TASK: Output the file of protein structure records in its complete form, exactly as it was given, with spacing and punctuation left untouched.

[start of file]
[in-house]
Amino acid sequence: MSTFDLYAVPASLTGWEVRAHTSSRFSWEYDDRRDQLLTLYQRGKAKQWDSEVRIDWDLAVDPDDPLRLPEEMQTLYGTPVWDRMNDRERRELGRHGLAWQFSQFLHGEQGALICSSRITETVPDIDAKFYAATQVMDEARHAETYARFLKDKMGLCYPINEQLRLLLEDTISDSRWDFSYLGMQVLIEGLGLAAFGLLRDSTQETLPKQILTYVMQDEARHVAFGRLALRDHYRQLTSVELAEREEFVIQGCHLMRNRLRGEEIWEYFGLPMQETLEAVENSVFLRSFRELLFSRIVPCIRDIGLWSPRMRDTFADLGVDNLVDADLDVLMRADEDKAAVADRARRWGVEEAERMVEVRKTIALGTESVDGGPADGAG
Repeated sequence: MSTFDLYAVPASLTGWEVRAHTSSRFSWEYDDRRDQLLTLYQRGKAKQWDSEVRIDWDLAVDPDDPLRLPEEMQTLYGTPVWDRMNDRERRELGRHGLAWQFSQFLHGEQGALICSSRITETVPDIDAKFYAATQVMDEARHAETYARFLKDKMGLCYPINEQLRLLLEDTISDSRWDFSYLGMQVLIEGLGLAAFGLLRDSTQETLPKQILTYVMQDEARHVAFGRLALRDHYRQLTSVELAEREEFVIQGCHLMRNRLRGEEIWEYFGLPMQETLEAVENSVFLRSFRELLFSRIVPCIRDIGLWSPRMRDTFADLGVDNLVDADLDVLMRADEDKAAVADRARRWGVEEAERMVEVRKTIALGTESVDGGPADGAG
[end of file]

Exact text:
[in-house]
Amino acid sequence: MSTFDLYAVPASLTGWEVRAHTSSRFSWEYDDRRDQLLTLYQRGKAKQWDSEVRIDWDLAVDPDDPLRLPEEMQTLYGTPVWDRMNDRERRELGRHGLAWQFSQFLHGEQGALICSSRITETVPDIDAKFYAATQVMDEARHAETYARFLKDKMGLCYPINEQLRLLLEDTISDSRWDFSYLGMQVLIEGLGLAAFGLLRDSTQETLPKQILTYVMQDEARHVAFGRLALRDHYRQLTSVELAEREEFVIQGCHLMRNRLRGEEIWEYFGLPMQETLEAVENSVFLRSFRELLFSRIVPCIRDIGLWSPRMRDTFADLGVDNLVDADLDVLMRADEDKAAVADRARRWGVEEAERMVEVRKTIALGTESVDGGPADGAG
Repeated sequence: MSTFDLYAVPASLTGWEVRAHTSSRFSWEYDDRRDQLLTLYQRGKAKQWDSEVRIDWDLAVDPDDPLRLPEEMQTLYGTPVWDRMNDRERRELGRHGLAWQFSQFLHGEQGALICSSRITETVPDIDAKFYAATQVMDEARHAETYARFLKDKMGLCYPINEQLRLLLEDTISDSRWDFSYLGMQVLIEGLGLAAFGLLRDSTQETLPKQILTYVMQDEARHVAFGRLALRDHYRQLTSVELAEREEFVIQGCHLMRNRLRGEEIWEYFGLPMQETLEAVENSVFLRSFRELLFSRIVPCIRDIGLWSPRMRDTFADLGVDNLVDADLDVLMRADEDKAAVADRARRWGVEEAERMVEVRKTIALGTESVDGGPADGAG